How to read input from console in Java

How to read Console Input in java

There are 3 different ways to read input from console in java. We can read input from console by using any one of the following Class.

Read Console Input using Scanner Class

Possibly this is the most preferred way to read input from console in java because of it’s simplicity and convenient methods like nextInt(), nextByte(), nextFloat(), nextLine() …etc it has to read targeted inputs. Application of this class is not just limited to reading input from console, it can operate on several types of data sources like String, File, InputStream, Readable, ReadableByteChannel and path.

Best thing is that regular expressions can be used to parse and retrieve tokens from input accordingly

Pros

  • Convenient methods (nextInt(), nextFloat(), nextByte()) to read primitive data types
  • Regular expressions can be used to read custom patterns.

Cons

Scanner class is not safe for multithreaded use since reading methods are not synchronized.

This Class is available to import at java.util.Scanner

Where System.in is Standard input stream which is by default console

Read Console Input using BufferedReader Class

This method was introduced in the JDK 1.0. This is relatively the complex way to read input compared to Scanner class. We have to use Both BufferedReader and InputStreamReader combined to read input from console. You can trade off this little complexity with efficiency.

Pros

This method of reading console input using BufferedReader is efficient.

Cons

Relatively complex code compared to other methods

Following Classes are required to import

java.io.BufferedReader
java.io.InputStreamReader

Read Console Input Using Console Class

The class Console was introduced in java 1.6. It is preferred way, if you plan to read secrets or passwords from command line since it provides the way to mask input through method readPassword(). Console class methods allow you to pass string for prompt as well which supports string formatting syntax. So you can use format specifiers like %s and %d in the format string.

Pros

  • Read password or secret phrases without echoing the entered characters on to console
  • Read and write operations are synchronized
  • String formatting can be used

Cons

  • It doesn’t work in non-interactive environments like IDE and jshell

Here is the complete code which demonstrates reading input from console by using above mentioned 3 ways ReadConsoleInput.java

Difference between JDK, JRE and JVM explained – Java

JDK vs JM vs JRE

If you are new to programming language java, you might be wondering what is difference between JVM, JRE and JDK.  Often many people are confused with these terms, let’s see what  exactly are these.

JDK vs JRE vs JVM

JDK

JDK stands for Java Development Kit it is the subset of SDK which stands for Software Development Kit. JDK is what used by developer to write, compile, test, debug and trouble shoot the (code)programs he is creating in java.  It is comprised of development tools + JRE.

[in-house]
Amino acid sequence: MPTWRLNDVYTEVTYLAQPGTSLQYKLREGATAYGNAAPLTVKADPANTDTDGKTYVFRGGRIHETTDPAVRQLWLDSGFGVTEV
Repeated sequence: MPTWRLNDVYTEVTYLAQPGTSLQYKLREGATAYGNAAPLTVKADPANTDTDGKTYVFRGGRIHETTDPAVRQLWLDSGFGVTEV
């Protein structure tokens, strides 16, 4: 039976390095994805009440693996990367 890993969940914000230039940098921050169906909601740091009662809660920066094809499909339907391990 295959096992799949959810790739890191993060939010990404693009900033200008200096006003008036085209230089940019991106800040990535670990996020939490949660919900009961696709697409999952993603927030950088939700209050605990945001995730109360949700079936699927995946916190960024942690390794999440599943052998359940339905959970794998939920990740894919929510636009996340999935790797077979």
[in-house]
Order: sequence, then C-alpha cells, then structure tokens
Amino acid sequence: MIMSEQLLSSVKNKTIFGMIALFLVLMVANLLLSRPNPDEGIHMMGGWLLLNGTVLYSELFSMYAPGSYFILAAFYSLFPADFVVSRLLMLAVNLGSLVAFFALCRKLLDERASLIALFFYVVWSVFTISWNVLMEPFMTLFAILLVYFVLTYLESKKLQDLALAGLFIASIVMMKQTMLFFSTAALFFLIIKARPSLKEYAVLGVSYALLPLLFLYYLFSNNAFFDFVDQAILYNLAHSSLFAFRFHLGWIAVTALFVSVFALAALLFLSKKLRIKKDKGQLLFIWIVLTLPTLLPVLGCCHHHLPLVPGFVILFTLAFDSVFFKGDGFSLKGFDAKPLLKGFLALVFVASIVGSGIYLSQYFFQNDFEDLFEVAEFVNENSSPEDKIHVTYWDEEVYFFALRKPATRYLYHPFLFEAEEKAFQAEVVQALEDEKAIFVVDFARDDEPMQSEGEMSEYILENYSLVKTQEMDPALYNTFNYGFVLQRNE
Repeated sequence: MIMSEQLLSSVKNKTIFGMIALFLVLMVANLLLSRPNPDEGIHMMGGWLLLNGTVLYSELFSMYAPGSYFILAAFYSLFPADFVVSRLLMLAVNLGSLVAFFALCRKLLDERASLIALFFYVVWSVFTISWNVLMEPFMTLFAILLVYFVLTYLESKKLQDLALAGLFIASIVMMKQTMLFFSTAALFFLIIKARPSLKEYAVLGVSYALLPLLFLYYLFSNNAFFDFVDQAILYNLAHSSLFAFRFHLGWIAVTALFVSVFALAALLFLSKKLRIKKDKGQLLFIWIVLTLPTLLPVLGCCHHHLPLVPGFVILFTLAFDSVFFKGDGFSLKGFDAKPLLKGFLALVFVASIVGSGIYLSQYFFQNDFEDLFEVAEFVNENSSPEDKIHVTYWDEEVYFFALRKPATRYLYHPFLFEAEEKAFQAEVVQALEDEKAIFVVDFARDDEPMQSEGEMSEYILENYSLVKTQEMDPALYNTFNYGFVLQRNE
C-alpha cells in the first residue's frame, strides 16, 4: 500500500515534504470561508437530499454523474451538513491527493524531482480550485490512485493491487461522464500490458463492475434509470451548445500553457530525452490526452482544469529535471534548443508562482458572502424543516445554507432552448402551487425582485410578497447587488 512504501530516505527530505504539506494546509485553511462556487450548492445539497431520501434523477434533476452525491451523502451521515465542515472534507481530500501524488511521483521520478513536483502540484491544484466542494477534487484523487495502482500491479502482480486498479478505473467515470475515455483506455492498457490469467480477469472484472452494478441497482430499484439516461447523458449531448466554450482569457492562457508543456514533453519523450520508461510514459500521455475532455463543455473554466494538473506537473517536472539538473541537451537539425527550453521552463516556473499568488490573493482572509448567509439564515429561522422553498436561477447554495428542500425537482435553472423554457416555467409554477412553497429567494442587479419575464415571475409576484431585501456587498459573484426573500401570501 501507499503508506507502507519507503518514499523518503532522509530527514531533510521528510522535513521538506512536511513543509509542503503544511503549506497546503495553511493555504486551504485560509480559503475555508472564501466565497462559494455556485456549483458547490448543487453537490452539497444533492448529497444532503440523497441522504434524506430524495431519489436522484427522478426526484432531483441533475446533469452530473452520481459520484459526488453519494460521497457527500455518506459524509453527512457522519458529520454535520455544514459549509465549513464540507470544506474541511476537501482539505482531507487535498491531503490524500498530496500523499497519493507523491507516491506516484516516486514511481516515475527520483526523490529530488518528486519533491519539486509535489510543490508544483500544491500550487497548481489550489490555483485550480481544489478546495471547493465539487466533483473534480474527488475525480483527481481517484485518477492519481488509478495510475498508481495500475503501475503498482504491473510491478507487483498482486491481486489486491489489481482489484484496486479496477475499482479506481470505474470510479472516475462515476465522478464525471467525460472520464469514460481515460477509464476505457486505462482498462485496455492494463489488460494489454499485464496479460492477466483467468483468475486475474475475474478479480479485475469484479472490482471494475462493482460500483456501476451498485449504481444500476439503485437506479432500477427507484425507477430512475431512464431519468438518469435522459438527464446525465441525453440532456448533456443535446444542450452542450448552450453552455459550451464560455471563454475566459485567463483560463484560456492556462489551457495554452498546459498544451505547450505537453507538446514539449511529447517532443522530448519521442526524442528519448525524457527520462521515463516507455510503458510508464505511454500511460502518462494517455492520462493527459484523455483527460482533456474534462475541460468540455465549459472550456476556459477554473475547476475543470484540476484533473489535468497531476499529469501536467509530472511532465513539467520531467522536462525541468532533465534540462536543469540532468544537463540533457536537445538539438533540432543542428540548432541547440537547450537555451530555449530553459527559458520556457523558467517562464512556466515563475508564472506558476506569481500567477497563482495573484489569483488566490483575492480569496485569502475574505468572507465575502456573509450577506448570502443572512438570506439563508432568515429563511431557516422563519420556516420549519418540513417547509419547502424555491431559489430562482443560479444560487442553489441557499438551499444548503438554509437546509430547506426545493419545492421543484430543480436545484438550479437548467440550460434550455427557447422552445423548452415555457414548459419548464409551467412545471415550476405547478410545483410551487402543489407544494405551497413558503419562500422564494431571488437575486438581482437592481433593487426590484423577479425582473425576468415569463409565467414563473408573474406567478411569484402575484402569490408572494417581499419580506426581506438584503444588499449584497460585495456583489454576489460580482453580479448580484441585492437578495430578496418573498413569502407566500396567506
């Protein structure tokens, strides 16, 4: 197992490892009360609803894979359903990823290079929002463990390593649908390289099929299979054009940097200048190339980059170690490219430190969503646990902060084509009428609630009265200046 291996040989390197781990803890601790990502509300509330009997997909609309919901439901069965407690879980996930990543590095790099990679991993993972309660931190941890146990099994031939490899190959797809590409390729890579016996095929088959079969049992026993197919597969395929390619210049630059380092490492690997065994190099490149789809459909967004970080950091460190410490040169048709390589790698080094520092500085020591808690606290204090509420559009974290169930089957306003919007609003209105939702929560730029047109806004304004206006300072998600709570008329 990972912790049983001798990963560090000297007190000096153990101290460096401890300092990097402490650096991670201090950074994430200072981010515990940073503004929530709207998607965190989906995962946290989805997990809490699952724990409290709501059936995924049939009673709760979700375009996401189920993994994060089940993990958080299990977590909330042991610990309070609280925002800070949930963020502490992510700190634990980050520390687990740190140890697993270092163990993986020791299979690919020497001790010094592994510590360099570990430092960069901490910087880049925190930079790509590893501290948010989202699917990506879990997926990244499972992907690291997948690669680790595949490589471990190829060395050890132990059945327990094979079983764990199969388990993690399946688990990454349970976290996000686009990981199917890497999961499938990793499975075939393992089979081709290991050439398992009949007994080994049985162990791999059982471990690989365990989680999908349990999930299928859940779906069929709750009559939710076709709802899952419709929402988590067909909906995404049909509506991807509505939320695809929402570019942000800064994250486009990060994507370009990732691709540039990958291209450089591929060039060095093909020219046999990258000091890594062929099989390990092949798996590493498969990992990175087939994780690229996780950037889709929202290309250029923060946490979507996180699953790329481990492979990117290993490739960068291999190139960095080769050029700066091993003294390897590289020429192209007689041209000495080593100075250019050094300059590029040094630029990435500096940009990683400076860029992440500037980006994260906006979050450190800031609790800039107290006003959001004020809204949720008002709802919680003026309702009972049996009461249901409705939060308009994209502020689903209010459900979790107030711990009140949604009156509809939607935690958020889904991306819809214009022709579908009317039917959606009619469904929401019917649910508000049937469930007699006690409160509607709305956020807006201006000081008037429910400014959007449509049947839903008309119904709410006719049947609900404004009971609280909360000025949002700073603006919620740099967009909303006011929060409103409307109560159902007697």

JDK is required for the developer to write code,  compile, test, debug and monitor.

It contains tools to create distributable  jar files, profiling and more. It is nothing but a set of tools .

JRE

JRE stands for Java Runtime Environment. It’s job is to provide runtime environment and libraries to the program which is getting interpreted by JVM. JRE Contains JVM.  Java is  platform independent, infact JRE is what making it possible to compile once and execute anywhere. To execute java one should need JRE. If user wants to run java program he should need JRE installed on his machine but JDK is not necessary.  JRE is available to download at Java SE downloads .

JVM

JVM stands for Java Virtual Machine. It is the critical part, it is part of JRE. If you install JRE, it includes JVM.  If you install JDK for development, which includes JRM which includes JVM.

JVM is the interpreter, which  executes the java (JVM) bytecode. Java source code is compiled into bytecode by java (javac) compiler. These compiled files typically have .class extension.  These .class files can be share across different computers and executed by Java Virtual Machine.

As explained above unlike C/C++,  java  class (compiled/bytecode) files are not directly executed on processor. JVM takes care of hardware specifics and platform. So, we don’t need to worry about recompiling code again and again for each targeted platform and hardware. Java source code if often compiled into .class files and all of those files and resource are aggregated into one file  called jar (Java Archive) to distribute.

 

 

Understand JDK vs JRE vs JVM
Understand JDK vs JRE vs JVM